“My husband is concerned about a science building,” Sowash said. “He’s concerned about plumes and chemicals. There are all kinds of safety issues. The Department of Homeland Security came out with rules (to regulate chemical use.) Is Webster University capable of enforcing those?”
Sowash is referring to “Appendix A: Chemicals of Interest” released by the DHS in November 2007, which identified three chemical-related security issues: chemicals released from facilities that could have adverse effects on human life, chemicals that could be converted into weapons if stolen from facilities and chemicals that could be mixed with materials to create possible contamination.
Nissing said Residents for Webster Groves has a broad base of support with an elected steering committee of three members. Nissing said the group has members from Shrewsbury, Kirkwood, Glendale and Collinsville as well as Webster Groves. Since the group does not pay dues or have regular meetings, Nissing said he could not be sure of the number of members.
Webster University professor and Webster Groves resident Michael Salevouris said conflict is one of the universal truths of universities.
“I think it’s really unfortunate,” Salevouris said. “It’s a small group, in my opinion, that has always tried to throw a monkey wrench into the plans.”
Similar concerns arose from the community when Webster University expanded its residential housing area onto Garden Avenue and when the Sverdrup building was constructed. Nissing, who grew up in Webster Groves and recently moved back after spending some time on the East Coast, said he had friends who lived on Garden Avenue whose houses no longer exist, and that Webster Groves had no voice in the dialogue around the construction.
Salevouris said the university has always kept the community in mind when expanding, and that the school is doing a lot to smooth the relationship over, including participating in community events like the annual Fourth of July parade and offering many cultural assets.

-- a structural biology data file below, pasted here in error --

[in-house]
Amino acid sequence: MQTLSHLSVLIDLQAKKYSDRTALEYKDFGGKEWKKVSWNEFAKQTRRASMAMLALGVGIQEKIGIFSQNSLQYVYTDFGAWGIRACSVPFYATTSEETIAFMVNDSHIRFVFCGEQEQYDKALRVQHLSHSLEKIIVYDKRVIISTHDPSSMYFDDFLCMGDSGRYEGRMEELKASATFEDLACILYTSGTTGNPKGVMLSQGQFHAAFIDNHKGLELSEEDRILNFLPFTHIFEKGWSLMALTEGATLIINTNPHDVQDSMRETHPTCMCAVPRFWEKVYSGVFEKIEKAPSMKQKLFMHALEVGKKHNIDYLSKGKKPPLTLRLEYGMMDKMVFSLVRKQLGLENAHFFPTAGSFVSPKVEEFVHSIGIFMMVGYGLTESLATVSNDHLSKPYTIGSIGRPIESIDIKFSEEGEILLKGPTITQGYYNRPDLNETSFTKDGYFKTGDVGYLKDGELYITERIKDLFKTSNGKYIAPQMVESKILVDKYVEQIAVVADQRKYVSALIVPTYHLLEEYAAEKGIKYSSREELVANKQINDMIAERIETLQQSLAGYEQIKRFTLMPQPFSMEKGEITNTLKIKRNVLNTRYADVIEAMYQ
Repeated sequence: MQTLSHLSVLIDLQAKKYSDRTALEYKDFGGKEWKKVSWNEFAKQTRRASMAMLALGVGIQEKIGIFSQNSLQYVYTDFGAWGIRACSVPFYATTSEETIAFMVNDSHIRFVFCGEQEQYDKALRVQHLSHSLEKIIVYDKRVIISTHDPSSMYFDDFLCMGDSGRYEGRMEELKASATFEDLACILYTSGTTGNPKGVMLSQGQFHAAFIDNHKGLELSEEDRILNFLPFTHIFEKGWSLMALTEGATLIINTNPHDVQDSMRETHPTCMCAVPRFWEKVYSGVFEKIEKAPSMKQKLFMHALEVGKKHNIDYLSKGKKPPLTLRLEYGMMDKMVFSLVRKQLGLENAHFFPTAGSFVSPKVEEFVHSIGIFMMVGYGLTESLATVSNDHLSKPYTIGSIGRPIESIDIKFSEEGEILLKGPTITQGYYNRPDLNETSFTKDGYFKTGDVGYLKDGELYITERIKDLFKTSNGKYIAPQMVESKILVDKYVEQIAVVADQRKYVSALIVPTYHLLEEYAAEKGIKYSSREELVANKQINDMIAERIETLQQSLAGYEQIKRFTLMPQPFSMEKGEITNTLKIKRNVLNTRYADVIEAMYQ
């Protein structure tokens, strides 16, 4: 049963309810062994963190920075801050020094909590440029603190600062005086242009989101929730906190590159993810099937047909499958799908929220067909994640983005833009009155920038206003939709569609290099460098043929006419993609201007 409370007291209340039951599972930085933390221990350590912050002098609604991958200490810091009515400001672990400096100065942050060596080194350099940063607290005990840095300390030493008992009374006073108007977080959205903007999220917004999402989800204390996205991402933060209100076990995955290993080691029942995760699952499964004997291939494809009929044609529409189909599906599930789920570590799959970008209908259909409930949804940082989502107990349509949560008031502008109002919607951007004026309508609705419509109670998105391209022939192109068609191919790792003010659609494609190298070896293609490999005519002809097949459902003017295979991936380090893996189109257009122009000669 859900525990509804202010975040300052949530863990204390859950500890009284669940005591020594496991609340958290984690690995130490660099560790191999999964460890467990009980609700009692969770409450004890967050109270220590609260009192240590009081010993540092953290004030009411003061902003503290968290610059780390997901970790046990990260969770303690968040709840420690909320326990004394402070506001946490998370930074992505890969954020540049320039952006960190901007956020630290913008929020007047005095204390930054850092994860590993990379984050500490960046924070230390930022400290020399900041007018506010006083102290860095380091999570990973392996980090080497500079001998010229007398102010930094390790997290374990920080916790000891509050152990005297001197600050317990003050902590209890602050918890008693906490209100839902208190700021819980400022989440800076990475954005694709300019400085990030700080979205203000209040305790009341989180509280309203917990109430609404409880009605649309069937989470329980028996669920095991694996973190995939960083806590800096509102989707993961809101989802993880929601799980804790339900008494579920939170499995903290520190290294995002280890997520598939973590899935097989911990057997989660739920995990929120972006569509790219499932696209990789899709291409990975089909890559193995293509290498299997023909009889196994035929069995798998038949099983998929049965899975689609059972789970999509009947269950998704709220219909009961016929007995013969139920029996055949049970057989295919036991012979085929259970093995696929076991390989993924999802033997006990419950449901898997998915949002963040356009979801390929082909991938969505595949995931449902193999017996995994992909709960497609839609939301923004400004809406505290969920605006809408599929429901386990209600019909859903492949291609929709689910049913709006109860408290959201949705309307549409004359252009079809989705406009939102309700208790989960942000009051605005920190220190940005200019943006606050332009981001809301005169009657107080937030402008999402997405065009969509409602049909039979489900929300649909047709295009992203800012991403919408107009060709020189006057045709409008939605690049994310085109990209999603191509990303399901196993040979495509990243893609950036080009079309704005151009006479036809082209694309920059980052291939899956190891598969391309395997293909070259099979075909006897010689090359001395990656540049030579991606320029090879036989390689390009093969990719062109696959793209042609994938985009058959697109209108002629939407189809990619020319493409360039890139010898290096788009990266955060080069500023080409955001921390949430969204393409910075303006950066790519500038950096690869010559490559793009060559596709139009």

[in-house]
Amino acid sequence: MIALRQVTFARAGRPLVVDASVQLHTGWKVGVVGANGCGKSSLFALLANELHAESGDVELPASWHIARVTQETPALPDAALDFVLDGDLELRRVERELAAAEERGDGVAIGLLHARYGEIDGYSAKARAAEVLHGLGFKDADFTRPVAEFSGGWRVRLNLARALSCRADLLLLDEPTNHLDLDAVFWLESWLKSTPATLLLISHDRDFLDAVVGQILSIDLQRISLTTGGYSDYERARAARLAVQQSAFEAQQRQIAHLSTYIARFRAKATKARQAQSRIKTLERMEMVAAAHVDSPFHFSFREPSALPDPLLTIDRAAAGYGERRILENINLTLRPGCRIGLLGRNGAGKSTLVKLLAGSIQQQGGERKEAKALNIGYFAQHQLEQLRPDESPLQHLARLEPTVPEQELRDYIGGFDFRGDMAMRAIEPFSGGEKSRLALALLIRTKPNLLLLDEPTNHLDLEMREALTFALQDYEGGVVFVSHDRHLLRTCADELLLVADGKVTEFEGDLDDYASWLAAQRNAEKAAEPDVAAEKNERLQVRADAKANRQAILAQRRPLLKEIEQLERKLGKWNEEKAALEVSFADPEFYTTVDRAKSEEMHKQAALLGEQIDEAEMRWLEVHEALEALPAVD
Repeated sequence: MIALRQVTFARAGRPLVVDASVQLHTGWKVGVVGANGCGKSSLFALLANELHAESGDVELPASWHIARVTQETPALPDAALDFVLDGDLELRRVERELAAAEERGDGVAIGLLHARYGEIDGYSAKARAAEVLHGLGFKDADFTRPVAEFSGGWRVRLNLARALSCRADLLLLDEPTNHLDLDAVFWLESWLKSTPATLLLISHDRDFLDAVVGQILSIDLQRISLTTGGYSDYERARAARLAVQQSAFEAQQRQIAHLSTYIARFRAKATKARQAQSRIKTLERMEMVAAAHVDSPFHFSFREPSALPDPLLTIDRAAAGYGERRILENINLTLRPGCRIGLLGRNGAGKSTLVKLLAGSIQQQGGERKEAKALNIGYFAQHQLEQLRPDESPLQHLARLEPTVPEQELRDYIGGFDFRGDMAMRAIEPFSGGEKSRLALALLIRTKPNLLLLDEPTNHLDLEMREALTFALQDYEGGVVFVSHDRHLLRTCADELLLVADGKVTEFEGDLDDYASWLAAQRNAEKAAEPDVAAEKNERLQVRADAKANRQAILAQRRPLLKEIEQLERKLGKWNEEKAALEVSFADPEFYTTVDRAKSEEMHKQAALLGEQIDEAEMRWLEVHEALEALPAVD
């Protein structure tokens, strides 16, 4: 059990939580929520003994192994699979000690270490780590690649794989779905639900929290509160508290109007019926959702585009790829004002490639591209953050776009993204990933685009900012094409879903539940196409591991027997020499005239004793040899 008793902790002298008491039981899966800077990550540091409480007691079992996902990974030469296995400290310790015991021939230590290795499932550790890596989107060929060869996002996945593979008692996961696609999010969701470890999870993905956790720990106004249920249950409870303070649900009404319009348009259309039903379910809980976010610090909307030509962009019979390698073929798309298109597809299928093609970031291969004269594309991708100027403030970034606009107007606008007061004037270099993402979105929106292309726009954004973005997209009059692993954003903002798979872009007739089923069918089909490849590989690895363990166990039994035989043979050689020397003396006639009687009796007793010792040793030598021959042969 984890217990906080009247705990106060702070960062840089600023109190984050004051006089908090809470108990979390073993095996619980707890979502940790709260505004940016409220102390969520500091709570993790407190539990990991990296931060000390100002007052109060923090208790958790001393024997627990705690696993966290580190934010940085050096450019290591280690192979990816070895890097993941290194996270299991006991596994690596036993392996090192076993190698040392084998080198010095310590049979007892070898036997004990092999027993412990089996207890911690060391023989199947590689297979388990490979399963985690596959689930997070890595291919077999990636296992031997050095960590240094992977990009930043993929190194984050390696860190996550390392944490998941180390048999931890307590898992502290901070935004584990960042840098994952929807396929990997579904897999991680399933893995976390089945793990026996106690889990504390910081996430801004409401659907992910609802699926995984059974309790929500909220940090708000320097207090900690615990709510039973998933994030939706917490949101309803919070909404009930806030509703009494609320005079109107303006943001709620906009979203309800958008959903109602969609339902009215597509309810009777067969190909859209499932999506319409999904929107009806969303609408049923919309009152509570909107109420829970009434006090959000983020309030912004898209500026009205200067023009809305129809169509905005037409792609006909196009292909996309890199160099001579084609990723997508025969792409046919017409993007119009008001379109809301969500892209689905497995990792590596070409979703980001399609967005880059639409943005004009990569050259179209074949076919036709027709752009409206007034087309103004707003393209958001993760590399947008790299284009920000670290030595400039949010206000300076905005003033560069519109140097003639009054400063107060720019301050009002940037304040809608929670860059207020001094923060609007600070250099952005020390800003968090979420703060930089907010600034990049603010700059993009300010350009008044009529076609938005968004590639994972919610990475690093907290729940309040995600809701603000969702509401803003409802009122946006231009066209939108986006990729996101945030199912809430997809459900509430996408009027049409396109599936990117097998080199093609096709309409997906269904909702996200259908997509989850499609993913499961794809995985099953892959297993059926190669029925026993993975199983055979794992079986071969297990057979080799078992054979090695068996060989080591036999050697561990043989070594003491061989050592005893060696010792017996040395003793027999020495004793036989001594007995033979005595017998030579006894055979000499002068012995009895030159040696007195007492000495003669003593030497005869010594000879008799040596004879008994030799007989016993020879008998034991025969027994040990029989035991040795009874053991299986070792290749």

“Every building we’ve built has been built to fit into the character of the community,” Salevouris said. “We’ve bent over backwards to accommodate. Since I’ve been here, they’ve done a lot to beautify.”
Much of the conflict is centered on the university’s non-profit status, which keeps Webster University from paying property tax. Eden is also a non-profit organization, so the proposed acquisition would not take any more property off of the tax rolls.
The city of Webster Groves pays for street repairs around the campus, as well as fire and police department visits. Webster University often points out that college students contribute to local businesses and the economy, but Residents for Webster Groves feels that money is not enough.
“Give something to the community instead of taking it away,” Sowash said. “I don’t see students contributing that much to shops. Commuters get in at six and leave at nine. They’re not eating, shopping or getting haircuts.”
Nissing said regardless of the ourcome of the purchase, Residents for Webster Groves would shift the conversation and their approach. He said he would not consider the acquisition the end of the process.
“We’re going to be around for that fight if it takes years,” Nissing said.